Yesterday I woke to sounds in my kitchen and I felt the sudden pang of loss, realizing it was my son, making a last, big smoothie to drink before heading off to his senior year at college. While I smiled at all the adventure and challenge ahead for him, I had a lump in my throat knowing that the inevitable end of a wonderful summer break had arrived.
Jack had hoped for a summer internship that didn’t work out. He came home without a job. He couldn’t do another summer in a restaurant kitchen. We talked about his options. Never minding hard work, he knocked on the door of the farmer down the street and came home with a job. He would later describe this job as the internship he had hoped for because he was learning so much. He came home every day filthy and smiling and almost always with a bushel basket of bounty from the farm, given to us by Eugene Bessette, the owner of Shady Lane Farm.
Challenged By The Harvest
Every offering became a challenge. We made pickled radishes and pickled red onions. We ate bowls and bowls of vegan cream of broccoli soup made with gorgeous heads of broccoli and new potatoes fresh from the ground. We ate stuffed peppers and pans and pans of vegan lasagna, replacing noodles with thin layers of zucchini. We made lush basil pesto for pasta. In a pinch, anything at all could become part of a stir fry. We steamed countless ears of sweet, fresh corn and enjoyed lots of grilled eggplant. Don’t even get me started on the tomatoes. And cantaloupe. And garlic. And beets.
Be Guided By Fresh and Available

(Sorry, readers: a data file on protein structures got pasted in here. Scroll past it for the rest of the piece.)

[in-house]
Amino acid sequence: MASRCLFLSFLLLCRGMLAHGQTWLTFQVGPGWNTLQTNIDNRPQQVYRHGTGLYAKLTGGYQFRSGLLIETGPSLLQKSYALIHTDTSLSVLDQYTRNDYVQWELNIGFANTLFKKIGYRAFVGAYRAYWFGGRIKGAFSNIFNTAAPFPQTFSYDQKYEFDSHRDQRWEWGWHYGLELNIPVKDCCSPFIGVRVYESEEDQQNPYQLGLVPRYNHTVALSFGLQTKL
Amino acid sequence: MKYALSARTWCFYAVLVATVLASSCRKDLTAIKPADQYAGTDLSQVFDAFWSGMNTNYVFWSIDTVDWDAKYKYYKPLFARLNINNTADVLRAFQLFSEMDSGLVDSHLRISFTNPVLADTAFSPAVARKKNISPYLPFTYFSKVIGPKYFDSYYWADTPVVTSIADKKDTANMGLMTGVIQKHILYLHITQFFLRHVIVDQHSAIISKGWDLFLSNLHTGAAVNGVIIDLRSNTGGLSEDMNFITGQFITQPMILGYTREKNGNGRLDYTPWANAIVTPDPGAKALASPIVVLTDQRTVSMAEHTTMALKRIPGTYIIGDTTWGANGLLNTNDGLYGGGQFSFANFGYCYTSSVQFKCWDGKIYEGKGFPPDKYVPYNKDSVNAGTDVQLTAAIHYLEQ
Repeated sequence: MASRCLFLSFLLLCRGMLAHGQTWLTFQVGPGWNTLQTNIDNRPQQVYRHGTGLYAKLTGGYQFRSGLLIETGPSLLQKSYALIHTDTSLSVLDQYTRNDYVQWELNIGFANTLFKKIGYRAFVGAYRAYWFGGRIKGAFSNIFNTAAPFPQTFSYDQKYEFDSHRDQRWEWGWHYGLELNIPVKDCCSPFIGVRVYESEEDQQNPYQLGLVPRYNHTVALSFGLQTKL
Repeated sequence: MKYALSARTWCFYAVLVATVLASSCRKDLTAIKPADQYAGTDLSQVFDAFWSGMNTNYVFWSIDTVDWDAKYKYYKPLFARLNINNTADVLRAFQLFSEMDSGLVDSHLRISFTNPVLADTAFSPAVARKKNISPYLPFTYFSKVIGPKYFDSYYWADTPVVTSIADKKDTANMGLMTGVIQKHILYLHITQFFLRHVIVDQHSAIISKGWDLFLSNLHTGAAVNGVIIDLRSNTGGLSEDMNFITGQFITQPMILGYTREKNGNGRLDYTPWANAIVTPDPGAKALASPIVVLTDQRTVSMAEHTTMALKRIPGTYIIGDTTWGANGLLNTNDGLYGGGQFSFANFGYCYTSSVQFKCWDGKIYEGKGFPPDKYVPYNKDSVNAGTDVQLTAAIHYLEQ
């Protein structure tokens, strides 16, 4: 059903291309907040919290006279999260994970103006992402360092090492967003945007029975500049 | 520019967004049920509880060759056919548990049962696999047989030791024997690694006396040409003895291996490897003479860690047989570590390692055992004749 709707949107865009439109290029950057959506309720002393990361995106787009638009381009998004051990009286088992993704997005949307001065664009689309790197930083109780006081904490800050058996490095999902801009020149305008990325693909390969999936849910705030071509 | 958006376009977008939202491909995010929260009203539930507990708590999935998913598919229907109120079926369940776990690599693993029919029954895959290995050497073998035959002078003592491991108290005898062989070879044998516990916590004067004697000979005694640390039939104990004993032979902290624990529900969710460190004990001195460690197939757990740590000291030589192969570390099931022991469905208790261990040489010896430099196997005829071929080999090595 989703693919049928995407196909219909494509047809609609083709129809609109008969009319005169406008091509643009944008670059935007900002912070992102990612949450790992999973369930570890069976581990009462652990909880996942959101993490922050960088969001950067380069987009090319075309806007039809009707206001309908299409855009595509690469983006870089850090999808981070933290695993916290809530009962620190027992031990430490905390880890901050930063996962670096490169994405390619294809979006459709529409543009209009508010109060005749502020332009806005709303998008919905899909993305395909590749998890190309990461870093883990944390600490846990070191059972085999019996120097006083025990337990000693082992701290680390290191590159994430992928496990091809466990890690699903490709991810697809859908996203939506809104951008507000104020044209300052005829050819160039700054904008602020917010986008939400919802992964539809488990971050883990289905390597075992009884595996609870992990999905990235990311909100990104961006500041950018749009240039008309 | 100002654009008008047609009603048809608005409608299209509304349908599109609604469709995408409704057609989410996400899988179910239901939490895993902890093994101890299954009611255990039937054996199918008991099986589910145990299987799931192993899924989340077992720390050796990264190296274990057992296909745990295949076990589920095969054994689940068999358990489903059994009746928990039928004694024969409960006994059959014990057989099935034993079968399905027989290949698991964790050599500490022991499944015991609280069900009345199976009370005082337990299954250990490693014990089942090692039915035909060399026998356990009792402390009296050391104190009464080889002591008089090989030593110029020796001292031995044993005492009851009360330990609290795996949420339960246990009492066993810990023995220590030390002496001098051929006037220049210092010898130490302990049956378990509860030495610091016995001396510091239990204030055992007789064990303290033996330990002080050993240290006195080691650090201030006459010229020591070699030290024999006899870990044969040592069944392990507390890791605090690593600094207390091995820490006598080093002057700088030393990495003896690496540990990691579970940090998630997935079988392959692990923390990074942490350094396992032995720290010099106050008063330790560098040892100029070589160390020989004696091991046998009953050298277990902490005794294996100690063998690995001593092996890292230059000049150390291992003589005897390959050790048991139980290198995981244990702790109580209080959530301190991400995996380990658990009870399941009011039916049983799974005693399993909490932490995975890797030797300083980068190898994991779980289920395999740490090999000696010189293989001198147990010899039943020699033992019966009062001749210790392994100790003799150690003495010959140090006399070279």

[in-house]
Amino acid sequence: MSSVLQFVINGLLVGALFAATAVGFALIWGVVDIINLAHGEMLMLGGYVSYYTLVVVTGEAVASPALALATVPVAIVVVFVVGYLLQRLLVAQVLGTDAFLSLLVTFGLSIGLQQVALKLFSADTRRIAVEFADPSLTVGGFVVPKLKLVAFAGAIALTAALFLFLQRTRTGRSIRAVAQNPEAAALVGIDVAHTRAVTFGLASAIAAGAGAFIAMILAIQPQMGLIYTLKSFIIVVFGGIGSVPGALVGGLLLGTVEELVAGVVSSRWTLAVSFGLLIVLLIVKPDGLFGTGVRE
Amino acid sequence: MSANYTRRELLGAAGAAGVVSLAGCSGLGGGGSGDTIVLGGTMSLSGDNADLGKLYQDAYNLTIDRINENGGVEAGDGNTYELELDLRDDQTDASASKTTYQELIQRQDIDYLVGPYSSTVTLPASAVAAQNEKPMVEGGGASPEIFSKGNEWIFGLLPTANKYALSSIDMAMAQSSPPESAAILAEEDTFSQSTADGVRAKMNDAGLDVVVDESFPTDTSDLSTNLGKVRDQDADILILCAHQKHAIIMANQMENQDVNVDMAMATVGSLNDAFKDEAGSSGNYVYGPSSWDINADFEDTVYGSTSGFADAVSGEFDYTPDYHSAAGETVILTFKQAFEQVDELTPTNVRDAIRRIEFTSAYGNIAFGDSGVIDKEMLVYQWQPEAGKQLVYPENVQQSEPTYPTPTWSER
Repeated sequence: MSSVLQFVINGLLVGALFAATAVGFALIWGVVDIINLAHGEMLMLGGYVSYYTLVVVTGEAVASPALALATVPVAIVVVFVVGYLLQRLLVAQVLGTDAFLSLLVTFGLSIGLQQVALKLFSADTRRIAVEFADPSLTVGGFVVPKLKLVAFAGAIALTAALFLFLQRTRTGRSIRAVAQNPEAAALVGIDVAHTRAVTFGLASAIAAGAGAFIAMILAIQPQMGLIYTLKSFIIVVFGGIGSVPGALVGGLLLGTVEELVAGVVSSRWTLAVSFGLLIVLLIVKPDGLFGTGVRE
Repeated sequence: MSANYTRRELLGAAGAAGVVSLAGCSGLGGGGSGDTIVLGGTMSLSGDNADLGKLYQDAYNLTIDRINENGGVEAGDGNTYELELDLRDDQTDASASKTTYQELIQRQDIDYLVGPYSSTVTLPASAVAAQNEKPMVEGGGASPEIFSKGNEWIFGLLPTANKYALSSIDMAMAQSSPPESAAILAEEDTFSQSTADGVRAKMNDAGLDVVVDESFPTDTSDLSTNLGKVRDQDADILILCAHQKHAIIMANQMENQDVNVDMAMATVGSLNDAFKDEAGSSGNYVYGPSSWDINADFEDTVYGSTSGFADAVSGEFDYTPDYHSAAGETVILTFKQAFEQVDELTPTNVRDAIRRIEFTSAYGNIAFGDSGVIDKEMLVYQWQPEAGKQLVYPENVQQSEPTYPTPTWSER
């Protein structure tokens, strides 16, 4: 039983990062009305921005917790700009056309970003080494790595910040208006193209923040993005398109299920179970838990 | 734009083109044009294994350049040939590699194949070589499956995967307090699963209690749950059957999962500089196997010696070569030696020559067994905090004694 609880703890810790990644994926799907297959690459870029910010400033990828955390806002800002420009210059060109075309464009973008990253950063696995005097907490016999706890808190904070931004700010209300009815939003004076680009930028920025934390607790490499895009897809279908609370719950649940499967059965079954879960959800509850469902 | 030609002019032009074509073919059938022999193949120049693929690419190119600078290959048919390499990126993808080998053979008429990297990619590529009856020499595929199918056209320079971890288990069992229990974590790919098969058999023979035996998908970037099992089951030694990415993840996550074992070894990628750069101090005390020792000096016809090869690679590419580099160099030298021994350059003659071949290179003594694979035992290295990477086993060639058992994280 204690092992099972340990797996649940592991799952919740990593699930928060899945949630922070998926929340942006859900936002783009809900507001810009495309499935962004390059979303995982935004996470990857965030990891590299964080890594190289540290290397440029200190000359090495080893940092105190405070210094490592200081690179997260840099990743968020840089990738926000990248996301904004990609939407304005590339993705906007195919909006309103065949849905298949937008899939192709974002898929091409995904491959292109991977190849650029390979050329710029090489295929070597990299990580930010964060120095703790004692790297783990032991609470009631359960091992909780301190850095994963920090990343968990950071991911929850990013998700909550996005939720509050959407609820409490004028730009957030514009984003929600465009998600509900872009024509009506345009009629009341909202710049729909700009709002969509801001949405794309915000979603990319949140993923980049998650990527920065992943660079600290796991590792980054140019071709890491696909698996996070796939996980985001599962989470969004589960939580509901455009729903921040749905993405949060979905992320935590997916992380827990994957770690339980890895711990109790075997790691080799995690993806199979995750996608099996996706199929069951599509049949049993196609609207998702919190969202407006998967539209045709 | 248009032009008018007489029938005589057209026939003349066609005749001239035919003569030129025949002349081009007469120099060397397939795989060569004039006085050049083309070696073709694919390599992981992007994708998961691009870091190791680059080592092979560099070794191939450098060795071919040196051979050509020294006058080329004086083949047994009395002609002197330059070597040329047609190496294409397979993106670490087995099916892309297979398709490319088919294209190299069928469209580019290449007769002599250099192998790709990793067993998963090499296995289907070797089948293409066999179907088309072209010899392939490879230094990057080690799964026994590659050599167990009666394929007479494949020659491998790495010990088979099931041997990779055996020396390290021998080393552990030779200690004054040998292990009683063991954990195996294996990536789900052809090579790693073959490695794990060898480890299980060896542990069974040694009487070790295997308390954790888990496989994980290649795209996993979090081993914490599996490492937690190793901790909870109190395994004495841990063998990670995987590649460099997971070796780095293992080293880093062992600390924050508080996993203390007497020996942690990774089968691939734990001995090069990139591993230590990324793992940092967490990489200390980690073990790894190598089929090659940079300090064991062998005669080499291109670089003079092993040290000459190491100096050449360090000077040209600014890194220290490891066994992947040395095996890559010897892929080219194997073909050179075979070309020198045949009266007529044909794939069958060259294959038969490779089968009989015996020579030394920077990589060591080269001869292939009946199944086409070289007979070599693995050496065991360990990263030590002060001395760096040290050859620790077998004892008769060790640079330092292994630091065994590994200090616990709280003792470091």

This experience has changed the way I think about food. While (even before eating a WFPB diet) I have always cooked whole foods, I have always thought about what I wanted to make before going to the market. I went with a list and a plan. I even went to the farm stand looking for specific things.The serendipity of my summer produce forced me to embrace a much more spontaneous, cooking on the fly—like some sort of cooking challenge TV show—attitude. It stretched my culinary creativity, but more importantly, it gave me a daily sense of deep gratitude for the gifts. It gave me a new connection with the process of planting and harvesting that I had lost because I live in a culture where, for the right price, you can get just about anything year round. I have loved it. I smile thinking about how excited I would start to get in the middle of the afternoon, anticipating what Jack would eagerly bring in to show me and our discussion about what to make with it.
I am hoping I go to the market with new eyes, looking for what is fresh and in season instead of first checking my list. I hope I can carry the sweetness of this summer even in the smallest of measures through the produce section. I want to see the colors and feel the textures with the same appreciation I have relearned these last precious months.
At least I know if it all starts to fade with the busyness and distractions of the colder months ahead, I can open a jar of pepper jelly or gooseberry jam and for a few moments return to this sweet time and reflect on it.
After all, what else could you do with 10 cups of gooseberries and 26 jalapeño peppers?